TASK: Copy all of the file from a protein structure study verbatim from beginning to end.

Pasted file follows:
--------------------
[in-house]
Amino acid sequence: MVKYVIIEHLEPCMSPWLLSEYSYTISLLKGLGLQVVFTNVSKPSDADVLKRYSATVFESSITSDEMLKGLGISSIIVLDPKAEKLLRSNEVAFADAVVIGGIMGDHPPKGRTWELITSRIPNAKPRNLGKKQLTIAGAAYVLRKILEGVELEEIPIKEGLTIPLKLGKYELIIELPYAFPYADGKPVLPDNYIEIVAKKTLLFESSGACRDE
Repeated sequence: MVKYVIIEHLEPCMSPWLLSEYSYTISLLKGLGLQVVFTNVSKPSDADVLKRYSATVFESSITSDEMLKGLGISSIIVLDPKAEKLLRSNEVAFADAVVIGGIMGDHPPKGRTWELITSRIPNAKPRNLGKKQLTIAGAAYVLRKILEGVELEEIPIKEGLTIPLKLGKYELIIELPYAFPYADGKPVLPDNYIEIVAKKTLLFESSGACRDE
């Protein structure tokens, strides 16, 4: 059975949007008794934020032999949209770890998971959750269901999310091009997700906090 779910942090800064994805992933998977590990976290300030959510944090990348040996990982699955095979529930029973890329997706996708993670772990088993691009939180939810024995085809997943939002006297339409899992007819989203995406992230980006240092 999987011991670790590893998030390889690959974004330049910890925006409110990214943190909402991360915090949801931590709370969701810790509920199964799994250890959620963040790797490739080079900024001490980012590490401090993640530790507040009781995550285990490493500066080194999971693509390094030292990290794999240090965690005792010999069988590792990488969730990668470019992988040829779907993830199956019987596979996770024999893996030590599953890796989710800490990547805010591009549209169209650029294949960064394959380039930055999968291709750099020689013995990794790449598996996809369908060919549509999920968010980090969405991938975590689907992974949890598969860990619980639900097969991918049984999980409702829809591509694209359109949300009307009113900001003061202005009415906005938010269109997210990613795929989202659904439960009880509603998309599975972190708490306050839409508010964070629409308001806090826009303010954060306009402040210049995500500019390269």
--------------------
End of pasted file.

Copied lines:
[in-house]
Amino acid sequence: MVKYVIIEHLEPCMSPWLLSEYSYTISLLKGLGLQVVFTNVSKPSDADVLKRYSATVFESSITSDEMLKGLGISSIIVLDPKAEKLLRSNEVAFADAVVIGGIMGDHPPKGRTWELITSRIPNAKPRNLGKKQLTIAGAAYVLRKILEGVELEEIPIKEGLTIPLKLGKYELIIELPYAFPYADGKPVLPDNYIEIVAKKTLLFESSGACRDE
Repeated sequence: MVKYVIIEHLEPCMSPWLLSEYSYTISLLKGLGLQVVFTNVSKPSDADVLKRYSATVFESSITSDEMLKGLGISSIIVLDPKAEKLLRSNEVAFADAVVIGGIMGDHPPKGRTWELITSRIPNAKPRNLGKKQLTIAGAAYVLRKILEGVELEEIPIKEGLTIPLKLGKYELIIELPYAFPYADGKPVLPDNYIEIVAKKTLLFESSGACRDE
């Protein structure tokens, strides 16, 4: 059975949007008794934020032999949209770890998971959750269901999310091009997700906090 779910942090800064994805992933998977590990976290300030959510944090990348040996990982699955095979529930029973890329997706996708993670772990088993691009939180939810024995085809997943939002006297339409899992007819989203995406992230980006240092 999987011991670790590893998030390889690959974004330049910890925006409110990214943190909402991360915090949801931590709370969701810790509920199964799994250890959620963040790797490739080079900024001490980012590490401090993640530790507040009781995550285990490493500066080194999971693509390094030292990290794999240090965690005792010999069988590792990488969730990668470019992988040829779907993830199956019987596979996770024999893996030590599953890796989710800490990547805010591009549209169209650029294949960064394959380039930055999968291709750099020689013995990794790449598996996809369908060919549509999920968010980090969405991938975590689907992974949890598969860990619980639900097969991918049984999980409702829809591509694209359109949300009307009113900001003061202005009415906005938010269109997210990613795929989202659904439960009880509603998309599975972190708490306050839409508010964070629409308001806090826009303010954060306009402040210049995500500019390269």